The following CoS components are available on a switch operating as a GRE tunnel source router or GRE tunnel remote router:

    • At the GRE tunnel source—On a switch operating as a tunnel source router, you can apply CoS classifiers on an ingress port or on a GRE port, with the following results on CoS component support on tunneled packets:

      • Schedulers only—Based on the CoS classification on the ingress port, you can apply CoS schedulers on a GRE port of the switch to define output queues and control the transmission of packets through the tunnel after GRE encapsulation. However, you cannot apply CoS rewrite rules to these packets.

      • Schedulers and rewrite rules—Depending on the CoS classification on the GRE port, you can apply both schedulers and rewrite rules to the encapsulated packets transmitted through the tunnel.

    • At the GRE tunnel endpoint—When the switch is a tunnel remote router, you can apply CoS classifiers on the GRE port and schedulers and rewrite rules on the egress port to control the transmission of a de-encapsulated GRE packet out from the egress port.

    Applying Firewall Filters to GRE Traffic

    Firewall filters provide rules that define whether to permit, deny, or forward packets that are transiting an interface on a switch. (For details, see Firewall Filters for EX Series Switches Overview.) Because of the encapsulation and de-encapsulation performed by GRE, you are constrained as to where you can apply a firewall filter to filter tunneled packets and which header will be affected. Table 1 identifies these constraints.

    Table 1: Firewall Filter Application Points for Tunneled Packets

    Endpoint Type

    Ingress InterfaceEgress Interface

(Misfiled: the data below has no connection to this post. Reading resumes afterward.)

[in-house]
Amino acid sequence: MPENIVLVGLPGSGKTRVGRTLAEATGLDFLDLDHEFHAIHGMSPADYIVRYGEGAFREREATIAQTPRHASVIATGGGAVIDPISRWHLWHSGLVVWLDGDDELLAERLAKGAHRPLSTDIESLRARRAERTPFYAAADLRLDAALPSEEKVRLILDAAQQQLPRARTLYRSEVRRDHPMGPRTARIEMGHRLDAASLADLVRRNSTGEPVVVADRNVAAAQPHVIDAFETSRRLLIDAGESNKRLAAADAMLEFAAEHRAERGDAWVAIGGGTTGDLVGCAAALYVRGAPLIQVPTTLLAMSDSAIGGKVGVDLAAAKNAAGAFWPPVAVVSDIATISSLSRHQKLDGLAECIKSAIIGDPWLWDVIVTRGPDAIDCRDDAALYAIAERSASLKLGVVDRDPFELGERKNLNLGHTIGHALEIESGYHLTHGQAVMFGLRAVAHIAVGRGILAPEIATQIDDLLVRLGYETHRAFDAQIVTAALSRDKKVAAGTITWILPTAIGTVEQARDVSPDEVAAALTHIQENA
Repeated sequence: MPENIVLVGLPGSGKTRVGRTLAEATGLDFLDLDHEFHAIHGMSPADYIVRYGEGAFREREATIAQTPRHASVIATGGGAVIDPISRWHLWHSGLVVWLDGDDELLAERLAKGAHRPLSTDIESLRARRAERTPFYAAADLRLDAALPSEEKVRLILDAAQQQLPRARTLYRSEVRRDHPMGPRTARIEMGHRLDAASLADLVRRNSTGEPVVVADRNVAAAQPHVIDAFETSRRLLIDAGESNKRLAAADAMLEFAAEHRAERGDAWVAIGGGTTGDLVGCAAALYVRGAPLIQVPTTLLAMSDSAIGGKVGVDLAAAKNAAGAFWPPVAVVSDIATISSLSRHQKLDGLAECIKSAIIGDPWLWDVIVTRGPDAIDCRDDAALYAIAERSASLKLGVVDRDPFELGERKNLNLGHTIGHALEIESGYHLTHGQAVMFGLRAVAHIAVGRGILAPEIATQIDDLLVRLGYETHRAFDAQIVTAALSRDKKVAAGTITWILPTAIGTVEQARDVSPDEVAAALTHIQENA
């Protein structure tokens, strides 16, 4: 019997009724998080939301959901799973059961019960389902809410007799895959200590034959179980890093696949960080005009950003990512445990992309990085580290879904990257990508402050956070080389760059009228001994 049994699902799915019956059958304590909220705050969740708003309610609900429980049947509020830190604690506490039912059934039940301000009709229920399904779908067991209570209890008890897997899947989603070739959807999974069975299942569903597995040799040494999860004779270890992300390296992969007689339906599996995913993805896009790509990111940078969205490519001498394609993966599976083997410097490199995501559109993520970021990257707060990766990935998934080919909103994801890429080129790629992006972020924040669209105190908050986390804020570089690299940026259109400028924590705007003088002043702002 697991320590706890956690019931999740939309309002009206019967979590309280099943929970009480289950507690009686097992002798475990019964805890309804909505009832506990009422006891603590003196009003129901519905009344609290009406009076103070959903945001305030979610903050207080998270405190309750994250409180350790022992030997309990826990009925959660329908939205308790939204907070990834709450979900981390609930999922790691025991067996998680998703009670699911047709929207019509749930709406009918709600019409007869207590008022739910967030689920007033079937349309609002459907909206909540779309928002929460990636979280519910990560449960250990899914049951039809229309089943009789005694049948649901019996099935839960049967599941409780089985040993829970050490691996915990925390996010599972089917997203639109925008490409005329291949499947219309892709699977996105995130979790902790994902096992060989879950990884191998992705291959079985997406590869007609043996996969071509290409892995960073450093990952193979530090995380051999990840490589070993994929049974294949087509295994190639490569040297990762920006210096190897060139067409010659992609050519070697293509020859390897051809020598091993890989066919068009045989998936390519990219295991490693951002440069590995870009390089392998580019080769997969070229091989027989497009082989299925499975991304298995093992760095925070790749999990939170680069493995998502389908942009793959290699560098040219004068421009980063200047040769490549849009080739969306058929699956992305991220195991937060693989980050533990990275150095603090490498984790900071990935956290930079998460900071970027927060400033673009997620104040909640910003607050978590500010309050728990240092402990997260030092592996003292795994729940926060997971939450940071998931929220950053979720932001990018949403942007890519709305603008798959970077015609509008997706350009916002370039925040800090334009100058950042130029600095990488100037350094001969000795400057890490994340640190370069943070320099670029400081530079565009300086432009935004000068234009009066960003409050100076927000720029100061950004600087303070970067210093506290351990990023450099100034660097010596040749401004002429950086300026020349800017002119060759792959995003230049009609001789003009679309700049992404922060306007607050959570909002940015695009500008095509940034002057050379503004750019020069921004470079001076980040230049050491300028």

Source (encapsulating)

    inner header

    outer header

    Remote (de-encapsulating)

    Cannot filter packets on ingress interface

    inner header

    Using a Firewall Filter to De-encapsulate GRE Traffic on a QFX5100, QFX10000, and OCX Series Switches

    You can also use a firewall filter to de-encapsulate GRE traffic on switches . This feature provides significant benefits in terms of scalability, performance, and flexibility because you don't need to create a tunnel interface to perform the de-encapsulation. For example, you can terminate many tunnels from multiple source IP addresses with one firewall term. See Configuring a Firewall Filter to De-Encapsulate GRE Traffic for information about how to configure a firewall filter for this purpose.

    Configuration Limitations

    Table 2 lists features that are not supported with GRE.

    Table 2: Features Not Supported with GRE

    EX SwitchesQFX Switches

    MPLS over GRE tunnels

    MPLS over GRE tunnels

    GRE keepalives

    GRE keepalives

    GRE keys, payload packet fragmentation, and sequence numbers for fragmented packets

    GRE keys, payload packet fragmentation, and sequence numbers for fragmented packets

    BGP dynamic tunnels

    BGP dynamic tunnels

    Outer IP address must be IPv4

    Outer IP address must be IPv4

    Virtual routing instances

    On QFX10002 and QFX10008 switches, If you configure GRE tunneling with the underlying ECMP next-hop instead of a Unicast next-hop, GRE tunnel encapsulation fails and network traffic is dropped

    Bidirectional Forwarding Detection (BFD) protocol over GRE distributed mode

    OSPF limitation—Enabling OSPF on a GRE interface creates two equal-cost routes to the destination: one through the Ethernet network or uplink interface and the other through the tunnel interface. If data is routed through the tunnel interface, the tunnel might fail. To keep the interface operational, we recommend that you use a static route, disable OSPF on the tunnel interface, or configure the peer not to advertise the tunnel destination over the tunnel interface.

    QFX series switches do not support configuring GRE interface and the underlying tunnel source interface in two different routing instances.

    Modified: 2018-04-25